Extinct Harlequin Frog Rediscovered

Posted by: Loren Coleman on September 30th, 2008

The four new species of frogs discovered in the EcoMinga reserves.

Above: A (dead) harlequin frog. Photos by Juan Pablo Reyes

Herpetologists from the Museo Ecuatoriano de Ciencias Naturales (Ecuadorian Museum of Natural Sciences) have been surveying Ecuador’s EcoMinga reserves and have discovered four apparently new species of frogs in and around the reserves.

They estimate that the total number of frog species in the Cerro Candelaria Reserve (EcoMinga’s largest reserve, bought with help from the World Land Trust) is around forty.

The herpetologists were especially thrilled to find a surviving population of a harlequin frog (Atelopus palmatus) that was thought to be extinct; this was found near EcoMinga’s Rio Zuñac reserve. Their investigations of EcoMinga’s reserves were funded by WLT trustee Nigel Simpson.

Atelopus zeteki, which is closely related to the rediscovered frog.

Just as a historical aside, WLT took the first camera trap photograph of a mountain tapir (Tapirus pinchaque) at Tapichalaca, Ecuador, earlier in 2008.

The tapir, a wooly species with the feel of the Pleistocene about it, is the largest native mammal in South America and is endangered. It is also a classic animal of discovery within cryptozoology and continues to be so. The species name comes from the term La Pinchaque, a fantastic beast of folklore said to inhabit the same regions as the mountain tapir. The 1829 discovery of the tapir is, I would say metaphorically, another one of those “okapi” moments, but in the Americas during the 19th century.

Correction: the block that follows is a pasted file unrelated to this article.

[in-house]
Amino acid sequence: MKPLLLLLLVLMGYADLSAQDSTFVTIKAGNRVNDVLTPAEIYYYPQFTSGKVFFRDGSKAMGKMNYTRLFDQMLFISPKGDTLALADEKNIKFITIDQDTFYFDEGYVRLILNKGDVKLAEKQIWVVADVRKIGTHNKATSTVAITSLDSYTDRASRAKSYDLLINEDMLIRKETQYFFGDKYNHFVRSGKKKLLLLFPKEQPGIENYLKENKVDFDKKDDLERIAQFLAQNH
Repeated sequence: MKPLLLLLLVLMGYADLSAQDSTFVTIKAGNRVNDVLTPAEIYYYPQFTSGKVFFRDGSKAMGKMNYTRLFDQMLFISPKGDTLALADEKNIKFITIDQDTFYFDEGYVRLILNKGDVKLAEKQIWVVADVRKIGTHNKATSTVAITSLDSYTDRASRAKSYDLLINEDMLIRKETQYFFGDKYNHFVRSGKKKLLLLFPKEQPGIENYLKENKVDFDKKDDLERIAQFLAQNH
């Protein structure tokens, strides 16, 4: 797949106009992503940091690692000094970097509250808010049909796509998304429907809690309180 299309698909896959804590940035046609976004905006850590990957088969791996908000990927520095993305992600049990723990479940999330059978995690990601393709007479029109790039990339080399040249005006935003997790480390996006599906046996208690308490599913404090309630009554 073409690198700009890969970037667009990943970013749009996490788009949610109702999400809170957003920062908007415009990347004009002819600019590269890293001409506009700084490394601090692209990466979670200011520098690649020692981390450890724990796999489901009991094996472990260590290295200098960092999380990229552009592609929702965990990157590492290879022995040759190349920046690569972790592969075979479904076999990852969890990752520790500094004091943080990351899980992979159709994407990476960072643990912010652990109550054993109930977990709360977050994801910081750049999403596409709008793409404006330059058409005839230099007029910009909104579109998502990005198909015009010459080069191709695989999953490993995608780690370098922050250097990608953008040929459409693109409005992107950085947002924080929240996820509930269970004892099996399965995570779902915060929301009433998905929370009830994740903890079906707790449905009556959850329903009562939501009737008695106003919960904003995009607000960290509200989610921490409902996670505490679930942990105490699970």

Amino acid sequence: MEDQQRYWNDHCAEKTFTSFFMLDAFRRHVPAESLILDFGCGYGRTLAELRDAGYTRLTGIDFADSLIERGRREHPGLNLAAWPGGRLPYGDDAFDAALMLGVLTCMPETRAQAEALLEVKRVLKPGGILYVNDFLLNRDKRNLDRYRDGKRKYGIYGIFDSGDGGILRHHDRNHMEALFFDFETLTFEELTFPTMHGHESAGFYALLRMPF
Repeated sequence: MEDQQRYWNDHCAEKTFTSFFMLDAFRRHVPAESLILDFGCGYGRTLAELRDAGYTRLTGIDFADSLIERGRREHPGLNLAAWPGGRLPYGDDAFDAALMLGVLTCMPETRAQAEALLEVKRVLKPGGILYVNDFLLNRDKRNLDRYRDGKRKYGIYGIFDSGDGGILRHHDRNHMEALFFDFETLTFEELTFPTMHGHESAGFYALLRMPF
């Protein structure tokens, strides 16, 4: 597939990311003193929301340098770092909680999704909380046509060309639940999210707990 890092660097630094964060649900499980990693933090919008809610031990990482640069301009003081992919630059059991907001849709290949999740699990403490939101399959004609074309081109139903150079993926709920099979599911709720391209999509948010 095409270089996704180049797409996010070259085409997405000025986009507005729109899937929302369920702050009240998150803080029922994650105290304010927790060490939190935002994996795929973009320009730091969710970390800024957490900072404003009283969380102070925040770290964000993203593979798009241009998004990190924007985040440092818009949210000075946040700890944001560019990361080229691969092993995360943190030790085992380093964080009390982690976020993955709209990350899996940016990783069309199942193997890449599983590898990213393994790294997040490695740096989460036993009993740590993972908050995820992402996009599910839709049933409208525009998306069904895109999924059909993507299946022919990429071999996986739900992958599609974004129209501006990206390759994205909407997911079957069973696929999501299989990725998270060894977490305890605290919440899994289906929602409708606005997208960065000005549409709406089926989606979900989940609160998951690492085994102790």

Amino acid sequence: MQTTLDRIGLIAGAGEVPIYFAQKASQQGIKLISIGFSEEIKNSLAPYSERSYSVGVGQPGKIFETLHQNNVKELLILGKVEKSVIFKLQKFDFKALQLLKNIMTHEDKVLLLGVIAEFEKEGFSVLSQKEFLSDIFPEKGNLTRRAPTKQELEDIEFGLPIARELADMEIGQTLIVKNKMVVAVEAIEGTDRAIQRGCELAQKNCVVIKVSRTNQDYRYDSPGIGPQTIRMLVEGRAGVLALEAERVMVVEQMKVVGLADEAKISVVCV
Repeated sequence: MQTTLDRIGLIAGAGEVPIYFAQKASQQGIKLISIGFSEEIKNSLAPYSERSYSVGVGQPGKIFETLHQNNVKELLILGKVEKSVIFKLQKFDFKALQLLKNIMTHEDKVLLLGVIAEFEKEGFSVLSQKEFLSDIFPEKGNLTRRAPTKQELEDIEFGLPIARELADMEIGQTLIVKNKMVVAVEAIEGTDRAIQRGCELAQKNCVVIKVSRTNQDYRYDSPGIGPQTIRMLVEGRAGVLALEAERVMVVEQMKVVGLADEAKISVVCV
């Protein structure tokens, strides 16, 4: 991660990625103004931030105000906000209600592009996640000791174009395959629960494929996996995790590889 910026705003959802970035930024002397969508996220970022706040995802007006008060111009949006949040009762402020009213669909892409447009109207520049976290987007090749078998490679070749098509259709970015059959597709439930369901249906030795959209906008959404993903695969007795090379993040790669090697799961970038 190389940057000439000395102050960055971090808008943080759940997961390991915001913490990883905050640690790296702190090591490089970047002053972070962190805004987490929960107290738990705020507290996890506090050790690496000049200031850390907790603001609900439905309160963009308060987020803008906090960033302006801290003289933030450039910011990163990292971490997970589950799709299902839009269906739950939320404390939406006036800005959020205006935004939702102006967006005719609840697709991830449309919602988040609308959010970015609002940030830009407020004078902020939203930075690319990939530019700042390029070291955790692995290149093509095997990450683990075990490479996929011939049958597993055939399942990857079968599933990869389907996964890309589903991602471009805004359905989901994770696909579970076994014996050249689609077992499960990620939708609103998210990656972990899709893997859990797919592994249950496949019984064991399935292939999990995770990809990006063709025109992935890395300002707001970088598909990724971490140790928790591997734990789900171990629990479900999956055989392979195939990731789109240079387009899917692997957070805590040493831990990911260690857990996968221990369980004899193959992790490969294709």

Sources: World Land Trust; Lou Jost, Fundación EcoMinga; cryptozoology research.

Loren Coleman About Loren Coleman
Loren Coleman is one of the world’s leading cryptozoologists, some say “the” leading living cryptozoologist. Certainly, he is acknowledged as the current living American researcher and writer who has most popularized cryptozoology in the late 20th and early 21st centuries. Starting his fieldwork and investigations in 1960, after traveling and trekking extensively in pursuit of cryptozoological mysteries, Coleman began writing to share his experiences in 1969. An honorary member of Ivan T. Sanderson’s Society for the Investigation of the Unexplained in the 1970s, Coleman has been bestowed with similar honorary memberships of the North Idaho College Cryptozoology Club in 1983, and in subsequent years, that of the British Columbia Scientific Cryptozoology Club, CryptoSafari International, and other international organizations. He was also a Life Member and Benefactor of the International Society of Cryptozoology (now-defunct). Loren Coleman’s daily blog, as a member of the Cryptomundo Team, served as an ongoing avenue of communication for the ever-growing body of cryptozoo news from 2005 through 2013. He returned as an infrequent contributor beginning Halloween week of 2015. Coleman is the founder in 2003, and current director of the International Cryptozoology Museum in Portland, Maine.

4 Responses to “Extinct Harlequin Frog Rediscovered”

  1. red_pill_junkie responds:

    Ecuador is such a wonderful country.

    Actually, I’m obligated to state that, since my brother-in-law is Ecuadorian, and he doesn’t tire to repeat it 😉

    His family has offered me to go visit them, and I would love to go and explore some of their forests and mountains; maybe even trying to go to Galapagos, although I’m being told acquiring visiting permits is really tough.

  2. jtm_kryptos responds:

    Gotta love the new species …

  3. zuri responds:

    Yes, Ecuador is a great and fantastic country. There is a wide variety of wildlife, great landscapes, and four different regions to enjoy (highlands, coast, rain forest and Galapagos). Those of you who visit Ecuador will not have to miss the opportunity to visit also the Galapagos Islands, which is a unique location in the world.


  4. cryptid responds:

    Well if yellow is caution and red is danger then the green and the black ones must be safe to lick

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